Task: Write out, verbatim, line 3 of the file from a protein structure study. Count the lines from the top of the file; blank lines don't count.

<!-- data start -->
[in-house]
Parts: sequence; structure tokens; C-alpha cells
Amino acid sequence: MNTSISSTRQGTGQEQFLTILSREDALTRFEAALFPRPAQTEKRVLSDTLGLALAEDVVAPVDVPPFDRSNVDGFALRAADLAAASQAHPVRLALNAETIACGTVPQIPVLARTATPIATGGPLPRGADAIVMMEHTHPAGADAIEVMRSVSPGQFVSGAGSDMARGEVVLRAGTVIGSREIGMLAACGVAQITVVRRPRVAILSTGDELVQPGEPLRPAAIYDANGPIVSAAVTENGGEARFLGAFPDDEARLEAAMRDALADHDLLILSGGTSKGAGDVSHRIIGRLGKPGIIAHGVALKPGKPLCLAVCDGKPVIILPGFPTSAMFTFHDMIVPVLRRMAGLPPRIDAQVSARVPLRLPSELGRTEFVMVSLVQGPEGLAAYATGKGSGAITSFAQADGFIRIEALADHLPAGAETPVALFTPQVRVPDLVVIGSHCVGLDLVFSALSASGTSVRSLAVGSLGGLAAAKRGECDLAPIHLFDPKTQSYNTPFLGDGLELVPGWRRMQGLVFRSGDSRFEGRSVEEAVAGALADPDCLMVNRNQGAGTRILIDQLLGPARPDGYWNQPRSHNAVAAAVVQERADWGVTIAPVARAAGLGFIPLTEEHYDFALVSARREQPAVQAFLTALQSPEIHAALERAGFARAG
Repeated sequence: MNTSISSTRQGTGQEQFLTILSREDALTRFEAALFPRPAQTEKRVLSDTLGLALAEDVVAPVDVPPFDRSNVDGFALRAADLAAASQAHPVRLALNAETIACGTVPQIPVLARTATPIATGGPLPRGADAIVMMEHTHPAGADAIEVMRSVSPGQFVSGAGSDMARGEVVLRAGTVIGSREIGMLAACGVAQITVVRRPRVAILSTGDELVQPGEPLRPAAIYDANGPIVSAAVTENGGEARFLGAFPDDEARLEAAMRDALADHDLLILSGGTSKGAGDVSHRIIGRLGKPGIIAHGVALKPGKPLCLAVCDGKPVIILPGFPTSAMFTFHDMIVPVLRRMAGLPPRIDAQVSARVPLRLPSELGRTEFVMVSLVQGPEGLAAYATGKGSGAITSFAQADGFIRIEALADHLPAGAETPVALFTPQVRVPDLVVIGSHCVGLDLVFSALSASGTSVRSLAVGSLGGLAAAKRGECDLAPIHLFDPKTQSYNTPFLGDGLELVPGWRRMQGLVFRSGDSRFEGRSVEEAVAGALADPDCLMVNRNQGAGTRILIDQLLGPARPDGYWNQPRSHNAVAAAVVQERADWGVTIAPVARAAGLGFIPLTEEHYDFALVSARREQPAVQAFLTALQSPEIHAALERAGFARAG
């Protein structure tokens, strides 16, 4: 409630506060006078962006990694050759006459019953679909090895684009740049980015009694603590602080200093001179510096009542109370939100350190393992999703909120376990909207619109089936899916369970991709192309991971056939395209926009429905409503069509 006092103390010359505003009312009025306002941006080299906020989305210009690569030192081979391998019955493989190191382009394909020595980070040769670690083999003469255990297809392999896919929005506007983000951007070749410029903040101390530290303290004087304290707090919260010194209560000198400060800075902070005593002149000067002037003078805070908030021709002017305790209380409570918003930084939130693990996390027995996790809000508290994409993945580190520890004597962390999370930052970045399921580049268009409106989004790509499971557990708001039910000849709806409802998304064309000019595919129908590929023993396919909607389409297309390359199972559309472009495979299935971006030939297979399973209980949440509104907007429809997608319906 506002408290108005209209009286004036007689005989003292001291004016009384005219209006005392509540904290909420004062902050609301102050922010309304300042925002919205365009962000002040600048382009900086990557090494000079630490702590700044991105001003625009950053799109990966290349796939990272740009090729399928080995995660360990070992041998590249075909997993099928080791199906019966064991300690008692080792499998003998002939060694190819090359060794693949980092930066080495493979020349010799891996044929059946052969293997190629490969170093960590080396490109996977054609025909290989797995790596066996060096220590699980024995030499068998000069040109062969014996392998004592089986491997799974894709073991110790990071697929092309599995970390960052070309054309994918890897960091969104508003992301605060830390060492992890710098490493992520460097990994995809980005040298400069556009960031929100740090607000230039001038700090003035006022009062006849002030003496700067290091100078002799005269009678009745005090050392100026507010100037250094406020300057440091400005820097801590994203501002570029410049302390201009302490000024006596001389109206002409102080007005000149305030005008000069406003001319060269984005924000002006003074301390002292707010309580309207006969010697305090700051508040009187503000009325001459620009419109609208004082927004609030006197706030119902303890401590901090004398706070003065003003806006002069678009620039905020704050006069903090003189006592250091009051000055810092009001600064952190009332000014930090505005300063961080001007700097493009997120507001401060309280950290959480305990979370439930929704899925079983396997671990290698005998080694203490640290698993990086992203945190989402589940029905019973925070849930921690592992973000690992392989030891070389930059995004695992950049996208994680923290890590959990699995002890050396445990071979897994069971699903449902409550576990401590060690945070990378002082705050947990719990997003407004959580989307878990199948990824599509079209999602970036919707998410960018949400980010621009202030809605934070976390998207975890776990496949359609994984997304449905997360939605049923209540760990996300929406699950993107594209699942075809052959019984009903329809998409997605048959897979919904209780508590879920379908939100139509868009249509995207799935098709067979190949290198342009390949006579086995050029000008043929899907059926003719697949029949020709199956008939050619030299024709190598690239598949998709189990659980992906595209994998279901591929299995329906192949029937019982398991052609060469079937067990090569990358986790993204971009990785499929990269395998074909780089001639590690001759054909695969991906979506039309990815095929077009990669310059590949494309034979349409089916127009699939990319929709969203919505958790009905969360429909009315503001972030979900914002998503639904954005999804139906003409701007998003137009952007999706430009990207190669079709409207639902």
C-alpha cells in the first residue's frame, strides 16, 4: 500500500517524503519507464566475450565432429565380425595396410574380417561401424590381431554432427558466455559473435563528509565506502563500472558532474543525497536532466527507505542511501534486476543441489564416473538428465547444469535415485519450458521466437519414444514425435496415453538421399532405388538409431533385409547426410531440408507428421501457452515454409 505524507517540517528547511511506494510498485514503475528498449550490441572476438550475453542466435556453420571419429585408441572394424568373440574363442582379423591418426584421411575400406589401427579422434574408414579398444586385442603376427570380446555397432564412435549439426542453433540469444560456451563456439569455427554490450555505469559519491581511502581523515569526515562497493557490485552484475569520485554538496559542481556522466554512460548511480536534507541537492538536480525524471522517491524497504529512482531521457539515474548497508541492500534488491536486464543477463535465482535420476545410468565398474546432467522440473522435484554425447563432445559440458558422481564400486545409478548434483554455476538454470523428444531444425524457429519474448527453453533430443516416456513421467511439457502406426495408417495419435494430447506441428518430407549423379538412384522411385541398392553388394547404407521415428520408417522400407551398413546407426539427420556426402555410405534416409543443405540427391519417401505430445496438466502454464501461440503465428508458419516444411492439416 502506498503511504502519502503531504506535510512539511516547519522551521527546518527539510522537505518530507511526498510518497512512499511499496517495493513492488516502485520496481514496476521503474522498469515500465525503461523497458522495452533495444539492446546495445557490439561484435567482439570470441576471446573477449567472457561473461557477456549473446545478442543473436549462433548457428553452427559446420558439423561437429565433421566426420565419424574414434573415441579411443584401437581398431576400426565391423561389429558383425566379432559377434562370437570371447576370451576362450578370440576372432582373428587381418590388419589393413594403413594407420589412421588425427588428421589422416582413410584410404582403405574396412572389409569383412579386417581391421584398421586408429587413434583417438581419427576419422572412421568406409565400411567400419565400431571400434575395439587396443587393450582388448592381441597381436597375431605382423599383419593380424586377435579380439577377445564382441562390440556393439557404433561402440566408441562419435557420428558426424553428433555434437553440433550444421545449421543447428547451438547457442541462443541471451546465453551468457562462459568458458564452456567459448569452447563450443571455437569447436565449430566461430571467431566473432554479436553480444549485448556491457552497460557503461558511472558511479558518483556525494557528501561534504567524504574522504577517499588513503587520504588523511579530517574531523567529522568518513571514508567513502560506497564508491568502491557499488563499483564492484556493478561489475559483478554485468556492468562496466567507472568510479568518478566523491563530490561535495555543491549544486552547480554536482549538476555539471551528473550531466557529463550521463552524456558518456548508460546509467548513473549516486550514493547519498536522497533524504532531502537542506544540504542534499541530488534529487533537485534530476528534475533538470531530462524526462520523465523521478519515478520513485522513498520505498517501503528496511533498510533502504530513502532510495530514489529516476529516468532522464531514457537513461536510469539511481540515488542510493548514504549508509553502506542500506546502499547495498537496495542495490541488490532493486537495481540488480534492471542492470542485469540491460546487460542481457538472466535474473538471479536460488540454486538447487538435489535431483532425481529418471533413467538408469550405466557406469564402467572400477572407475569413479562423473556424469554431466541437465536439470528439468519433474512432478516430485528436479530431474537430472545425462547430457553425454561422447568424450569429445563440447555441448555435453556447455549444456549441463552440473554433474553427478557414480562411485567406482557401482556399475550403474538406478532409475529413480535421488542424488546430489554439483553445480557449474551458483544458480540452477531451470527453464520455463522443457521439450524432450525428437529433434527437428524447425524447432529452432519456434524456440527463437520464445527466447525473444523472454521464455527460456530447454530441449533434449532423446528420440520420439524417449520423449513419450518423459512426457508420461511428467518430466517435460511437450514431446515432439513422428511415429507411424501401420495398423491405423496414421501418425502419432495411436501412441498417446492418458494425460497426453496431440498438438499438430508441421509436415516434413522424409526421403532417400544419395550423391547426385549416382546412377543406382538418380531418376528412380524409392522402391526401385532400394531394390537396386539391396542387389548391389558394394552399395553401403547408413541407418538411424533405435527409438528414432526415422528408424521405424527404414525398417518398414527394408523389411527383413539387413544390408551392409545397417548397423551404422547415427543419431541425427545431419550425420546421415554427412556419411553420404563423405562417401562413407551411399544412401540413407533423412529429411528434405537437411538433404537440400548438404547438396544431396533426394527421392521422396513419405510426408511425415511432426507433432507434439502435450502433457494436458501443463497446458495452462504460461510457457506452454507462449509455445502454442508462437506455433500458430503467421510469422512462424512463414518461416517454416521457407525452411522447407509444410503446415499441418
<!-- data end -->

Amino acid sequence: MNTSISSTRQGTGQEQFLTILSREDALTRFEAALFPRPAQTEKRVLSDTLGLALAEDVVAPVDVPPFDRSNVDGFALRAADLAAASQAHPVRLALNAETIACGTVPQIPVLARTATPIATGGPLPRGADAIVMMEHTHPAGADAIEVMRSVSPGQFVSGAGSDMARGEVVLRAGTVIGSREIGMLAACGVAQITVVRRPRVAILSTGDELVQPGEPLRPAAIYDANGPIVSAAVTENGGEARFLGAFPDDEARLEAAMRDALADHDLLILSGGTSKGAGDVSHRIIGRLGKPGIIAHGVALKPGKPLCLAVCDGKPVIILPGFPTSAMFTFHDMIVPVLRRMAGLPPRIDAQVSARVPLRLPSELGRTEFVMVSLVQGPEGLAAYATGKGSGAITSFAQADGFIRIEALADHLPAGAETPVALFTPQVRVPDLVVIGSHCVGLDLVFSALSASGTSVRSLAVGSLGGLAAAKRGECDLAPIHLFDPKTQSYNTPFLGDGLELVPGWRRMQGLVFRSGDSRFEGRSVEEAVAGALADPDCLMVNRNQGAGTRILIDQLLGPARPDGYWNQPRSHNAVAAAVVQERADWGVTIAPVARAAGLGFIPLTEEHYDFALVSARREQPAVQAFLTALQSPEIHAALERAGFARAG